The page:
Army recruiters are already ahead of their 2019 recruitment numbers to a significant degree, service officials said this week.
“Last year, we were behind from day one at about 4,000. Right now, the model has us over by about 600,” said Maj. Gen. Frank Muth, head of Army Recruiting Command.
The Army’s recruiting goal for 2020 is “north of 68,000” soldiers, Muth told an audience at the Association of the U.S. Army on Wednesday. But he hasn’t officially received the mission letter announcing the new number, he cautioned.
One of the big differences this year is that the service’s recruitment enterprise isn’t “taking a knee” at the close of the fiscal year in September like they traditionally do, according to Muth.
Recruiting stations dotting across the United States push into overdrive during the months of June, July and August to meet quotas, and are typically rewarded with down time at the start of the next fiscal year.
“Because in that June, July, August push, they’re literally working seven days a week to meet mission,” Muth said. “They’ll come out and they’ll just slow down for October, November and December."
The service’s leadership said it will exceed this year’s desired active duty end-strength of 478,000 troops.
“That is not happening this year,” Muth added.
This year, Army Recruiting Command made their October recruiting numbers halfway through the month, and immediately began working through their November goals. Now that November has started, Muth said that they’re already working on January numbers.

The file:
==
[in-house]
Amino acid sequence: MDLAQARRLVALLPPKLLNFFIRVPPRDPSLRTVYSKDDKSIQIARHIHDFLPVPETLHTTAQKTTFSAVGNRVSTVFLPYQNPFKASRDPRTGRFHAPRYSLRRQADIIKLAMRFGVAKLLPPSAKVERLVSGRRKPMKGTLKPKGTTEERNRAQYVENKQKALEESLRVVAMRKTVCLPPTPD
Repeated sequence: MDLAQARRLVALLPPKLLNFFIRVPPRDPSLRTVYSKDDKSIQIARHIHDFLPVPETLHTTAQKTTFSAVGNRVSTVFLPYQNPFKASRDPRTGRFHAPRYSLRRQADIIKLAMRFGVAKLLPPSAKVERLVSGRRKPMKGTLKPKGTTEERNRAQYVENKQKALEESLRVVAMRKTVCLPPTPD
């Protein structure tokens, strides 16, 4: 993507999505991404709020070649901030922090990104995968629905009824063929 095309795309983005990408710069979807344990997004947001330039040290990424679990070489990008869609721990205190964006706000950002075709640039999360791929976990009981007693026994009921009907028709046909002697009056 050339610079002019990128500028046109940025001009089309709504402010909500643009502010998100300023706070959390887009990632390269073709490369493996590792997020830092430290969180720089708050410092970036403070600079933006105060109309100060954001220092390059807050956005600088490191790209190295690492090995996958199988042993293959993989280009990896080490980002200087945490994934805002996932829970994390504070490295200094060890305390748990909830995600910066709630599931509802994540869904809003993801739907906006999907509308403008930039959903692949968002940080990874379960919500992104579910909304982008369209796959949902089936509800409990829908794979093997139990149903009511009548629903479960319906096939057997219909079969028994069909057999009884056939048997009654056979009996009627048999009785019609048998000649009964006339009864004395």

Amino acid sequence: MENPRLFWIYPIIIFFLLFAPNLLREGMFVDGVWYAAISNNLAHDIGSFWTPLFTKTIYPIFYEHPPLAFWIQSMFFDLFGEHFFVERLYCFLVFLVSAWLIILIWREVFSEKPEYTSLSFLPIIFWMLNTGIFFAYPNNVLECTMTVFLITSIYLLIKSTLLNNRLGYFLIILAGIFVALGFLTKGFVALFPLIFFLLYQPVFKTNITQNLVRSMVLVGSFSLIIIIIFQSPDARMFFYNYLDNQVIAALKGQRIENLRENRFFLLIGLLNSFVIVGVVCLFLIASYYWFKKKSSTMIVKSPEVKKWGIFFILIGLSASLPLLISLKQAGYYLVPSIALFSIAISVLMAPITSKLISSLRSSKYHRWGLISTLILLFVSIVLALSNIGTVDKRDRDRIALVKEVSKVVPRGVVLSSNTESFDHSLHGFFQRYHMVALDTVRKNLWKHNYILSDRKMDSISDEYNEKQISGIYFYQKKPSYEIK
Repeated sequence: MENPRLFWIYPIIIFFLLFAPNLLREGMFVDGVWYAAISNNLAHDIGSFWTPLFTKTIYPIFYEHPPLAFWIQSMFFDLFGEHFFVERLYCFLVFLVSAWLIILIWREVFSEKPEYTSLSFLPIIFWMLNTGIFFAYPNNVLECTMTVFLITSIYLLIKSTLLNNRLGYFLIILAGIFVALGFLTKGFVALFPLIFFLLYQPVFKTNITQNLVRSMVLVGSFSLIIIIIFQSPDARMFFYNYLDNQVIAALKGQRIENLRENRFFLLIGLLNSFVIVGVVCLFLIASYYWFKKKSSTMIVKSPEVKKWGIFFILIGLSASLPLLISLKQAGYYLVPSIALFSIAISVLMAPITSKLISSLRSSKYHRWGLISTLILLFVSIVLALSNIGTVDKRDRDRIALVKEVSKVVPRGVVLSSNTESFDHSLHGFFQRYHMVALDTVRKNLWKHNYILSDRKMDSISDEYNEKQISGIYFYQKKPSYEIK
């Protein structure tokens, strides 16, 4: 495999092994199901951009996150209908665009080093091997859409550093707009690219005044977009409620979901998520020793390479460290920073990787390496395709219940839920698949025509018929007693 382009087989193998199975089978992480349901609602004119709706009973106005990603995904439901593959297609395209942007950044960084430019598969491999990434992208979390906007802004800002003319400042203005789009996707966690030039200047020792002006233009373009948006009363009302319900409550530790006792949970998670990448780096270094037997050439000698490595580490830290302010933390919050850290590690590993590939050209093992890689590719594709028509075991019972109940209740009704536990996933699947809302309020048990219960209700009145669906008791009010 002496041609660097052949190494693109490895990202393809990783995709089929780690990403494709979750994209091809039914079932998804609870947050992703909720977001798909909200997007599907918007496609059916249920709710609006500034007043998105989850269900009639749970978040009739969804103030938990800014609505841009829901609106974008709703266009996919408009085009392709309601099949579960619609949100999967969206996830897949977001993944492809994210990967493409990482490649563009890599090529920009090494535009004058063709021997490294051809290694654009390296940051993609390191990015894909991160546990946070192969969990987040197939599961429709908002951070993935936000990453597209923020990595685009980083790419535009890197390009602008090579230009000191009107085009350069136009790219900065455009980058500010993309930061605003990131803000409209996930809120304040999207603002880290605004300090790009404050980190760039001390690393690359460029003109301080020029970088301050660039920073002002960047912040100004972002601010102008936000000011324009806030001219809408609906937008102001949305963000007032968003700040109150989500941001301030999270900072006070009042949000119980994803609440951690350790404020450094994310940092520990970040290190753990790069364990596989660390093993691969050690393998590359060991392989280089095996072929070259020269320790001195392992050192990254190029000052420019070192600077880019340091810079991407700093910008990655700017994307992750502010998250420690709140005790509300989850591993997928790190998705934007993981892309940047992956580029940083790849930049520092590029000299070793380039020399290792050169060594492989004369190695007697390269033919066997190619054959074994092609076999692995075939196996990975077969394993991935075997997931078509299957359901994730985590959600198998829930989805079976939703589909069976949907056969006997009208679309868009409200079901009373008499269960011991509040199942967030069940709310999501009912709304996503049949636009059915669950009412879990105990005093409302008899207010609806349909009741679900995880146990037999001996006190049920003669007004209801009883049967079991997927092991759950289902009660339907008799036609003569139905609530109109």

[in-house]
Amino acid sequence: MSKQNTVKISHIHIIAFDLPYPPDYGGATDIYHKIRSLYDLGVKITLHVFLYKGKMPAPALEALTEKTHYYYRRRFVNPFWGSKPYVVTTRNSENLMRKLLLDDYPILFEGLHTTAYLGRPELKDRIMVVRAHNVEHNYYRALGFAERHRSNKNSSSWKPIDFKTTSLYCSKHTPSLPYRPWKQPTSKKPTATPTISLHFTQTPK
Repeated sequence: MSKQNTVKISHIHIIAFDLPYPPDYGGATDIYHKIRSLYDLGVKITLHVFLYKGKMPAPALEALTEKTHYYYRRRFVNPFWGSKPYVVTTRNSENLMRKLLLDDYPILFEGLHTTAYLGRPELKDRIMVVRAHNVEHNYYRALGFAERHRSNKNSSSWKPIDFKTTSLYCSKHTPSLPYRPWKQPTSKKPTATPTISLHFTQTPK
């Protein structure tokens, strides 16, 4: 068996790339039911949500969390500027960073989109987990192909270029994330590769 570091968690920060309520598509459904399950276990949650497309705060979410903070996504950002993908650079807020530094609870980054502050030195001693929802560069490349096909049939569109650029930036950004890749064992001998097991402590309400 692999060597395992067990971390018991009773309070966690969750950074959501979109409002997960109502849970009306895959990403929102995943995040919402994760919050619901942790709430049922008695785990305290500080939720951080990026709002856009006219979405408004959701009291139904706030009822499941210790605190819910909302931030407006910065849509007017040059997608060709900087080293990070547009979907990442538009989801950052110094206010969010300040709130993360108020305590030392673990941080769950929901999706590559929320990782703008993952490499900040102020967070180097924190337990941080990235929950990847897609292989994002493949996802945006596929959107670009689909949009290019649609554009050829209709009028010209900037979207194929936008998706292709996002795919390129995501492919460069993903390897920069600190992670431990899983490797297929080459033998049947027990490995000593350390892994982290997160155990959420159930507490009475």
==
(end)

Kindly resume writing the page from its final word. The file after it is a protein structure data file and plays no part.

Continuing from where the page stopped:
December is typically considered “a wash” because of the Christmas and New Year holidays.
“We haven’t done that in four years and we think that by early December we’ll be able to start recruiting for February, which is one of our toughest months [and] will help us immensely,” Muth said.
The enlistment bump isn’t just because recruiters are working overtime. New initiatives also came to fruition last year to tap into historically neglected populations in 22 cities, according to Army leaders who spoke with reporters in September to announce that they met their fiscal 2019 goals.
Those cities are mostly located outside the Southern United States and include Boston, Chicago, Los Angeles and New York. These major urban areas have a large “qualified military available” population of youth, but the propensity to join the military doesn’t exist, Muth said.
So the Army has been staging events in these areas and increasing its outreach with civic leaders to build inroads into new communities.
“By readdressing the 22 cities in America, we had a double-digit lift with females and minorities," Secretary of the Army Ryan D. McCarthy said in September. "We are getting a much more comprehensive cohort of men and women to join the force that are a reflection of the country.”
The large recruiting push is designed to fuel the Army’s need to grow to a 500,000-strong active-duty force by the end of the next decade.
"That’s really the point of the big data part: don’t waste people’s time," an Army leader said.
Army Recruiting Command is still working in those 22 cities this fiscal year, but leaders have added what they call “P2Cs" or priority population centers “that influence those different cities,” Muth said.
Dallas, for instance, is no longer just Dallas. It’s a giant metroplex commonly referred to as Dallas–Fort Worth. The service must therefore focus on the urban sprawl connecting these areas.
Muth’s team is now planning to break the 22 focus cities out into categories of “must win” and “must keep.”
“Once we move one into ‘must keep,’ as you can imagine, your resources drop,” Muth explained. “Because with winning it, you got to over-market, you got to put more assets and resources in there. ... It allows — on a sliding scale throughout the year — to constantly look at those cities and see where they are."
For example, Army Recruiting Command is “very close” to moving Dallas from “must win” to “must keep," Muth added.